Begonia (Begonia) is one of the most beautiful plants used to decorate gardens, parks, squares and in apartments as houseplants. This flower belongs to the numerous Begoniaceae family. The genus includes about 900 species, native to moist subtropical and tropical climates, and about 2000 hybrid samples.
The plant received its name thanks to Michel Bégon (1638–1710), governor of Santo Domingo, who was known for his exceptional love for rare plants. Michel Bégon organized and sponsored an expedition to study the flora of the West Indies, where the famous botanist Charles Plumier discovered beautiful flowers that had no analogues in the world. He described them and called them begonia, in honor of his patron. Initially, begonias were used as a plant grown in conservatories and with the growing popularity of this magnificent flower, a great number of hybrids appeared that could perfectly tolerate the surprises of colder climate. Nowadays, throughout the world, there is a huge number of hybrid species and varieties of begonia, flowering in numerous colors.
The variety of begonias is enormous – from miniature species, suitable for breeding in terrariums, giant varieties reaching two meters of height and species with cut-up leaves with a diameter of up to 30 cm. Some begonias grow like small shrubs, full of clusters of bright colors or flowers hanging like heavy bouquets from the top of the stems. Almost all begonias have thick stems, some of which are very short, almost inconspicuous, and on other species they are long and slender. Their leaves are asymmetrically placed. The color and size of the flowers for the different types are not the same. Most of begonias bloom profusely throughout the summer. The easy breeding, the huge variety of shapes and the unusual exotic beauty of the leaves, the profuse and long flowering have contributed to its rapid spread and its wide popularity all over the world.
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What are the most popular begonia varieties?
Because of their rich variety, begonias are not classified with meticulous clarity. There are some large groups that we shall look at closely, but it is good to know that all begonias have several common features. Their main feature is that Begonia flowers are monoecious (male and female flowers appear separately but on the same plant). Typically the stems are fleshy and the leaves are asymmetrical. Botanists divide the begonias into groups.
Rhizomatous фegonias are more than 700 species that have a thick, fuzzy stem-like structure (rhizome) that are used for propagation – most often the species of this group are grown for the leaves. The group is divided into two categories – Rhizamotous Begonias and Rex Begonias. This is a category with hundreds of species, usually multiplied by stem cuttings, leaf cuttings or division.. Typically, these are compact plants with round or star-shaped foliage and are mainly grown for their attractive and often very colorful foliage. The flowers are pink or white and bloom during the winter. Begonia heracleifolia nigricans is one of the rare begonia varieties with star-shaped leaves.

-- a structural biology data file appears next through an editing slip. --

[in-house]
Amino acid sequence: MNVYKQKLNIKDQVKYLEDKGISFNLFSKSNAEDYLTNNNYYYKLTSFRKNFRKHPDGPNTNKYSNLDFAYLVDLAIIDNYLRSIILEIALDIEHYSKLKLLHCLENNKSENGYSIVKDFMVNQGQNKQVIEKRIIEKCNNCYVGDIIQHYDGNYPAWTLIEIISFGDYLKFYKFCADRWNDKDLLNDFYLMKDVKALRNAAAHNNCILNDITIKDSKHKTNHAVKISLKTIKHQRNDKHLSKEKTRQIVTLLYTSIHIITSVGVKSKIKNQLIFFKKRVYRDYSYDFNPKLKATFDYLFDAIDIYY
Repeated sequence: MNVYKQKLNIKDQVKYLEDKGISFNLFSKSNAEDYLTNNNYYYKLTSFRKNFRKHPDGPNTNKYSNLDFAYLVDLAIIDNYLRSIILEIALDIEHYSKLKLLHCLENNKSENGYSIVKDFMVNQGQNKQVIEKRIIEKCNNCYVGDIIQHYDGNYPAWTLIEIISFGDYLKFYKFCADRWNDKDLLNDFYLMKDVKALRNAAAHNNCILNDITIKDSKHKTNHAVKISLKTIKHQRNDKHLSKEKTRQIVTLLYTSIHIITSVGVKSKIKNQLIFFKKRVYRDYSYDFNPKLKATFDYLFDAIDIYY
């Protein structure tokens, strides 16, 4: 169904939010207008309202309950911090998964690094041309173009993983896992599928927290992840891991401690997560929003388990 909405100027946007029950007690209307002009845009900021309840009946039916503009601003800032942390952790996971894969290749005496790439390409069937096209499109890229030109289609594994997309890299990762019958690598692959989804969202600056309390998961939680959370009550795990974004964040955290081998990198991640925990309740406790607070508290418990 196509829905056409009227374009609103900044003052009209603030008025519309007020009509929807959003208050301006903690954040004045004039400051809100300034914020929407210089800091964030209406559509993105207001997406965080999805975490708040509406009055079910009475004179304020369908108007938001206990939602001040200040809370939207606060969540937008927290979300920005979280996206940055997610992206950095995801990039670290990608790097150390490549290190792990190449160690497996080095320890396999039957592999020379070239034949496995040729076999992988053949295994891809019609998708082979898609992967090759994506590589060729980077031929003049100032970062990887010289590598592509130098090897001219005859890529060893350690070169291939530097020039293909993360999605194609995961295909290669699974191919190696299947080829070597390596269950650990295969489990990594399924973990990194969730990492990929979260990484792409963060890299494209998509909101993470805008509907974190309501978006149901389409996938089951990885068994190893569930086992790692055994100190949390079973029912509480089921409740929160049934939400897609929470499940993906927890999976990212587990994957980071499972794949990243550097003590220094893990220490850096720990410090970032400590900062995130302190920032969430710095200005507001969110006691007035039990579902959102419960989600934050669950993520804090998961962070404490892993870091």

Rex Begonias (B. x rex-cultorum) have big, multicolored leaves and are highly valued for the exotic foliage. Typically, Rex Begonias were characterized with ear-shaped leaves, but nowadays there are varieties with star-shaped and even spiral leaves. The colors of leaves vary from green to silvery, purple, brown, pink and reddish. Rex varieties will grow well with less light and will thrive in moist conditions with humidity around 70%. Some of the most popular varieties from this group are Begonia “Escargot”, B. ricinifolia, B. “Marmaduke”, B. “Erythrophylla”, B. “Iron Cross” and B. “Benitochiba”.
Tuberous begonias – this is another large group of species. These varieties are the super stars and are prolific bloomers. They bloom in scarlet, pink, yellow, apricot, salmon, rose, etc. Tuberous varieties get their name from the tuber – an underground organ which looks much like a potato. The main difference from other types is that tuberous species go fully dormant for months, losing both leaves and stems. Tuberous begonias grow well in semi-shaded areas and typically bloom from summer to fall. This is the best choice for containers, hanging baskets, window boxes, etc. However, you need to keep in mind that they need protection during winter period since frost can kill them.